The combining of regular-soiled items with heavy-soiled items and washing on a regular-soil wash formula will produce a higher-than-acceptable percentage. To reduce this, the entire load must be washed on a heavy-soil formula or, preferably, the items should be sorted by soil level and washed on the appropriate wash formula.
Two areas of a wash formula that can cause higher stain-rewash percentages are the soil-removal steps (e.g., break, carryover, second suds) and the bleach step.
For the soil-removal steps, check the temperatures, times, water levels and product concentrations. For the bleach step, check the soil carryover, temperature, pH, bleach concentration, time and the water level.
A common problem that causes high stain-rewash percentages is the recycling of stains, also known as the “merry-go-round” effect. This occurs when stains that are not removed in the stain-treatment process are allowed to remain in inventory and build up over time.
The way to eliminate this buildup is to first ensure that an adequate stain-treatment procedure is being followed, and then remove all items from inventory that still contain stains after treatment.
A good stain-treatment procedure begins with proper stain sorting. Misfolds, tears and ironer rejects should be separated from stained items and simply reprocessed using the normal wash formula.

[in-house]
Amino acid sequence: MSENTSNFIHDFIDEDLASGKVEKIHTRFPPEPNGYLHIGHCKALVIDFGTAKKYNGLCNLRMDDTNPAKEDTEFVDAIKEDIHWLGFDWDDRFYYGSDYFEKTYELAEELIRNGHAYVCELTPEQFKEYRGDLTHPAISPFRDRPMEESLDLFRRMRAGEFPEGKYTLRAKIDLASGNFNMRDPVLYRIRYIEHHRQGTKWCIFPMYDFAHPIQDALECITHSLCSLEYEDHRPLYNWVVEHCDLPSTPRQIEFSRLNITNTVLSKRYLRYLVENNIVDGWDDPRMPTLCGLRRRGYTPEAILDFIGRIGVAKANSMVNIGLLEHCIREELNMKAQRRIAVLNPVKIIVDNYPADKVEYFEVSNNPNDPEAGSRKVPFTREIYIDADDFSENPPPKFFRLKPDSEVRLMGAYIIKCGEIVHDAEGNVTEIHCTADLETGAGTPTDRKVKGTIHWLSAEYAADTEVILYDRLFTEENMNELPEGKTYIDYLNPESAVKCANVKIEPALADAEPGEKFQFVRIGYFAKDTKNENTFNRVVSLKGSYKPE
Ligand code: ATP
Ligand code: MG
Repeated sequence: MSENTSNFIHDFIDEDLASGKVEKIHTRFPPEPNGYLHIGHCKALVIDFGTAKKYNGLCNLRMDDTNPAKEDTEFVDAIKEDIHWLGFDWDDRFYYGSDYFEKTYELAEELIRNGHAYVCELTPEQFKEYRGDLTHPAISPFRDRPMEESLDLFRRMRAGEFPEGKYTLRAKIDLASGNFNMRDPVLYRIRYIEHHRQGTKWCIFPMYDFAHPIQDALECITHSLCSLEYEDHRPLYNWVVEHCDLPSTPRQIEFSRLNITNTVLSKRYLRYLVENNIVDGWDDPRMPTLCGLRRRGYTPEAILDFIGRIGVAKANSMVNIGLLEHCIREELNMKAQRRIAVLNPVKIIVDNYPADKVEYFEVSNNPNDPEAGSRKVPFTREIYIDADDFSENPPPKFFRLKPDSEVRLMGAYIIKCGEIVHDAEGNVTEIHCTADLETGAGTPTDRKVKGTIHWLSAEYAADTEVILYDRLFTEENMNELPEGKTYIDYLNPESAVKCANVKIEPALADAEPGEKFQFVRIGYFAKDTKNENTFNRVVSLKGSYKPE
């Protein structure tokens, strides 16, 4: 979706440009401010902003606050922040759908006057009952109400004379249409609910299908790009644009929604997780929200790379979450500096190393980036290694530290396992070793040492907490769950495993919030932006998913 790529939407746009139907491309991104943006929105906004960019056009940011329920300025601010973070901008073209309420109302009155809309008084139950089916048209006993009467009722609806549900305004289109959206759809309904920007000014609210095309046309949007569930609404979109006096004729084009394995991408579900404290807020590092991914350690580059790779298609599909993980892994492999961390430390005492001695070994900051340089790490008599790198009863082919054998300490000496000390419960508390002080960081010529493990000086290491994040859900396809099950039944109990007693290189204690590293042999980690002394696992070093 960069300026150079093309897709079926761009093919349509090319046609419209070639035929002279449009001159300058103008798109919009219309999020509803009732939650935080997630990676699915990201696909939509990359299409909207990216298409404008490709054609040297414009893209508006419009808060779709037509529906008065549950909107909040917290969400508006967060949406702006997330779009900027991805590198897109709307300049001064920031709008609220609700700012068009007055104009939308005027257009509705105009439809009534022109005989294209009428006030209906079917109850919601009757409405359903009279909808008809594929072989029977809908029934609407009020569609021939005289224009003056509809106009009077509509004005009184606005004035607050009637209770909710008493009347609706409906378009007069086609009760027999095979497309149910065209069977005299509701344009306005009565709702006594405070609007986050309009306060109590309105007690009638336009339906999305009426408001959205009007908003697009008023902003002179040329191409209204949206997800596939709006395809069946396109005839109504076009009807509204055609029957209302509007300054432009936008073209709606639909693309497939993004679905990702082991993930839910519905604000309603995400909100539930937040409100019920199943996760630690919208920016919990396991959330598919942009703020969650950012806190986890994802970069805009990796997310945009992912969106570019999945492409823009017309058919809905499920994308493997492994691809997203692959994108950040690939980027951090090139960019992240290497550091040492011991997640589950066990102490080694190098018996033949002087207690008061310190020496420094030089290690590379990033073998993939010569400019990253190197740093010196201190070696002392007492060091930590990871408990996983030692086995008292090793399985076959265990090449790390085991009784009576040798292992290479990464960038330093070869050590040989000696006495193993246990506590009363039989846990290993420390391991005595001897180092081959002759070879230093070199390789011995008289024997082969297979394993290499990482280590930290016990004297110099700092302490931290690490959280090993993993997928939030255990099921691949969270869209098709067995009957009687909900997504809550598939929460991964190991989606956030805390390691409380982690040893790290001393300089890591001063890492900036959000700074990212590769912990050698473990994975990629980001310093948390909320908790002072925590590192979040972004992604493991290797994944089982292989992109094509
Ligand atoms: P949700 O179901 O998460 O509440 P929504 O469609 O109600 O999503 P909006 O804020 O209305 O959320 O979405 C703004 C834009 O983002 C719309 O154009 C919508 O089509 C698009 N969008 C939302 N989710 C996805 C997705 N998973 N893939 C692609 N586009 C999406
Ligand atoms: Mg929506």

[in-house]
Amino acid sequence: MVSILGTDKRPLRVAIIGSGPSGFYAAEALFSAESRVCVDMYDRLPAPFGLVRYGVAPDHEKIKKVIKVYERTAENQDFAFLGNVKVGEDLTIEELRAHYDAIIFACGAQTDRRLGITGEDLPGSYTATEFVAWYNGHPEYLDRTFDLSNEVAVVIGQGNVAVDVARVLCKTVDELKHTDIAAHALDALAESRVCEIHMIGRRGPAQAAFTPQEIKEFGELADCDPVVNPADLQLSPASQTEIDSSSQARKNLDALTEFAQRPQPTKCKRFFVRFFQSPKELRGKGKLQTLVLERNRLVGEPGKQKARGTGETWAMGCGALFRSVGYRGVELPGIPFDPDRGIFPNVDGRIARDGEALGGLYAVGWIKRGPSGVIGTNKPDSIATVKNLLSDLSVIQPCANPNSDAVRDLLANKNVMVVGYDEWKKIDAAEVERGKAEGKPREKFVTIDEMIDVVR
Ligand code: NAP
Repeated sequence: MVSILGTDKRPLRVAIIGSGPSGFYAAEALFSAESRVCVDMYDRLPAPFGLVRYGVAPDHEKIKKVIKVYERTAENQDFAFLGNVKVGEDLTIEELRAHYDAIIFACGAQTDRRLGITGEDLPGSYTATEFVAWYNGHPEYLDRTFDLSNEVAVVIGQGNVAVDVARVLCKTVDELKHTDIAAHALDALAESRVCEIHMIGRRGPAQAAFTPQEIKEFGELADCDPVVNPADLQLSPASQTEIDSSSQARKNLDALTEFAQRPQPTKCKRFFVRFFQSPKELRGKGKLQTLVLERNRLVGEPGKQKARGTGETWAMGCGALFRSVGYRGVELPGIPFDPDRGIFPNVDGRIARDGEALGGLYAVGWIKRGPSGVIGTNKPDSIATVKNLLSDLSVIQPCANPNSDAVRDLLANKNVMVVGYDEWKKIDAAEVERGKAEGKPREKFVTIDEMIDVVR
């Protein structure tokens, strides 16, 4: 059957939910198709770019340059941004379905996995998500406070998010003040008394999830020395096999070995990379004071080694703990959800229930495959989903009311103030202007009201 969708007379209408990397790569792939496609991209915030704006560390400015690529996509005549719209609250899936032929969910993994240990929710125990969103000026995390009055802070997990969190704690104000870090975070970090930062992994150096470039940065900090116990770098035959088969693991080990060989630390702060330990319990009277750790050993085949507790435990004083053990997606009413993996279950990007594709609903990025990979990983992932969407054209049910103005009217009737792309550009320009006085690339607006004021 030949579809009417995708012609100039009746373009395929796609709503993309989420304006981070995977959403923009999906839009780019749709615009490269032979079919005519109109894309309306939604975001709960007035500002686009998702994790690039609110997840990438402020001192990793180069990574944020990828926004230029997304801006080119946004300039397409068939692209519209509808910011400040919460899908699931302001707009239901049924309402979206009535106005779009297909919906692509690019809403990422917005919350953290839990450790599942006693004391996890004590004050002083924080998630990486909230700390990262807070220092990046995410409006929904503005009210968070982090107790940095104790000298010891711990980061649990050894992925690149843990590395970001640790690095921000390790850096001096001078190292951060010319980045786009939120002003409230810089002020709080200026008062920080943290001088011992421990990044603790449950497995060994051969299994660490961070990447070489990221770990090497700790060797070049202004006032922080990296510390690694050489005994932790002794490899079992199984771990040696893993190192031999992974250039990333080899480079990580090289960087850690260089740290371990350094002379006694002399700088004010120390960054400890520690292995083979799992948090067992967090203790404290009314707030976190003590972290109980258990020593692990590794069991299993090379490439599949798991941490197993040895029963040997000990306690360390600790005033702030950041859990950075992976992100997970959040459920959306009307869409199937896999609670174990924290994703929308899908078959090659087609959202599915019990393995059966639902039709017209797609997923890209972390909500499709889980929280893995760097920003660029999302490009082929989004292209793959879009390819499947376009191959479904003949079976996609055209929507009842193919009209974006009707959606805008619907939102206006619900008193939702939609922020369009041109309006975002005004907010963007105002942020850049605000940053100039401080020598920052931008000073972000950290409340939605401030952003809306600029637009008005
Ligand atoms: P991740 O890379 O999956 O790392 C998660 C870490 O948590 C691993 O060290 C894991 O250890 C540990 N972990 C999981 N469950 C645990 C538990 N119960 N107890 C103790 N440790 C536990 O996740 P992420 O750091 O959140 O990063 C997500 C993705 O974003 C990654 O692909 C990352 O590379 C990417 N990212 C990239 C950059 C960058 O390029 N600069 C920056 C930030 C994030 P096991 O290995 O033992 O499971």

Stains should be sorted into iron stains, mildew and others. Each of these three categories should be treated with the appropriate procedure (discuss them with your chemical supplier). Items that are still stained should then be processed on a reclaim formula. Any items not reclaimed should be removed from inventory. Never recycle stained items back into a normal washload.
In the commercial laundry industry, soil is typically defined as materials that can be removed in the flush, break, carryover and additional suds operations, and stains are any foreign material left.
This definition has some pitfalls. There may be some soils that can be removed in the soil-removal operations if excess product, temperature and time is applied, but it may not be economically effective to do so.
I would suggest classifying everything left over after the last suds operation of a properly designed wash formula as stains. If these “stains” are too numerous at the end of the wash process, the procedures recommended above to reduce the stain-rewash level will address the problem.
An acceptable stain-reject level is dependent on many things. First of all, the items rejected will depend on the classification. For example, visible stains on bar mops and shop towels are acceptable, while any stains on white napkins are not.
Over the last 10 years, as labor and utility costs have increased, and newer wash chemistries have evolved, the stain-reject level considered acceptable has dropped.
I used to say that a 0% stain-reject rate is too low, and above 10% is too high. In today’s environment, stain-reject rates can be kept below 8%.
I like to divide stain-reject rates into two additional levels: 0-4% and 4-8%. Light to medium soil should be in the 0-4% range, while it’s satisfactory for heavier soil classifications to be in the higher range.
For example, tablecloths, sheets and bath towels should be in the lower range, while it would be acceptable for napkins, pillowcases and washcloths to be in the higher range.